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JTF said in February 14th, 2010 at 2:34 pm

The website docsouth is certainly the most interesting website. The way it is set up really helps students navigate the website and understand what they are researching. A few topics really stood out to me when I was browsing this website. The first was Slavery-Judicial Laws. They were particularly interesting to read and review the documents written about them. They had all different kinds of rules set up for slaves to follow depending on where they lived in the South or even other countries such as Cuba. Also I found some very interesting article’s on slaves and the songs they would sing in the field or at night when they would sit around and talk.
I was able to locate multiple documents about slaves and their songs. I found one that was very interesting to me and that one was written by M.F. Armstrong and Helen W. Ludlow. It is called I Hope Mother will be there. It was very interesting and is part of a book called Hampton and it’s students which contains multiple texts and pictures of slaves and where they lived and the white/black children in school. It had some great insight to Southern life for both people was like during the antebellum period.

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KN said in February 15th, 2010 at 8:03 pm

I think both of the websites are very helpful for students. It’s a neat concept to have documents at your fingertips. For both websites, the more specific you were, the more successful you were. That could be a potential issue for someone doing more general research. In the Documents of the American south, articles were easily searchable by topic though I had trouble zeroing in on my project topic of white mistresses and their relationships with slaves. I had a difficult time sifting through all the articles. I clicked on a “Negro Nurse Text…” but it took up entire screen and was difficult to read (that could just be my computer though). Still, there was a lot of valuable information on the purchasing of African American mistresses. One artical I found interesting that didnt have to do with my topic was Mattie Jackson: Her Parentage and her Eighteen years in slavery.I found it interesting even though it was a summeyr of her writing. It highlights the profound impact that her family had on her during her life – specifically her mother. She emphasizes her growing agitation towards rebellion during the years leading up to the end of the war.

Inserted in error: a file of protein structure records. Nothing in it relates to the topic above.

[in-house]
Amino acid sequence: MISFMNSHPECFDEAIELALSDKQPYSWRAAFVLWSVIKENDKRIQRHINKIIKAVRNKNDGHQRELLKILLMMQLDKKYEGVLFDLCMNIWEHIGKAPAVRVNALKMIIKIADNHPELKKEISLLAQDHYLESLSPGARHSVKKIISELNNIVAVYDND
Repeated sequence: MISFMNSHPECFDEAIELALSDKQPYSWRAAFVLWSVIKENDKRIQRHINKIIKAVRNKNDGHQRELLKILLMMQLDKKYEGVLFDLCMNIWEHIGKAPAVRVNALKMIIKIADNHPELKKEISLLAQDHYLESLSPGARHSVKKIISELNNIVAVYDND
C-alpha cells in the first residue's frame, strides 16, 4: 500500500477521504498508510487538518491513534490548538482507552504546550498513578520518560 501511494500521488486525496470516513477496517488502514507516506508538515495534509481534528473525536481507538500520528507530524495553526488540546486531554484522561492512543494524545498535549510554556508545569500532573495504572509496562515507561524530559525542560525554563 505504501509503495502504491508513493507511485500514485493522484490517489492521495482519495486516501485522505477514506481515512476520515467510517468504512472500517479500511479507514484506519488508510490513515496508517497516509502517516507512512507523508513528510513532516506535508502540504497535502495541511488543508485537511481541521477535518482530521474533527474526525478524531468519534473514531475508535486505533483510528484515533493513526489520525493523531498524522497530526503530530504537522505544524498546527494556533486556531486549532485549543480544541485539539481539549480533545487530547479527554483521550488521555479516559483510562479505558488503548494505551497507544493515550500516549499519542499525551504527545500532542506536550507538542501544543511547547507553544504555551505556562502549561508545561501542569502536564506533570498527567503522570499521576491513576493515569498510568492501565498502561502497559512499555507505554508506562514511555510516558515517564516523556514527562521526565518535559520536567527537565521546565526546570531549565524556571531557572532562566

On Slavery and Abolition in the US, I thought it was really neat to be able to read full texts without having the actual book. It was obviously more specific in that I could search only book titles and not general topics.

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tkacyon said in February 15th, 2010 at 8:12 pm

Both websites are useful and helpful in researching for project topics. DocSouth seems to have more information and is more helpful is finding information. The downside to both sites being so specific in searches is that when the person researching would need to find general information to lead into their story. These sites contain so much information, but it’s super specific so trying to find a generalized fact or statement proves to be difficult. The Slavery and Abolition page does not contain nearly as much information as the DocSouth page, but is still helpful in its own way, but to really get information off that page you need to know more specific details about exactly what you’re looking up, rather than just your topic i.e. authors, books and titles. Despite the minor issues that I encountered, I feel that both sites are extremely useful in helping students to research and find specific information on specific topics relating to the Civil War Era.

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Benjamin Butler said in February 15th, 2010 at 8:15 pm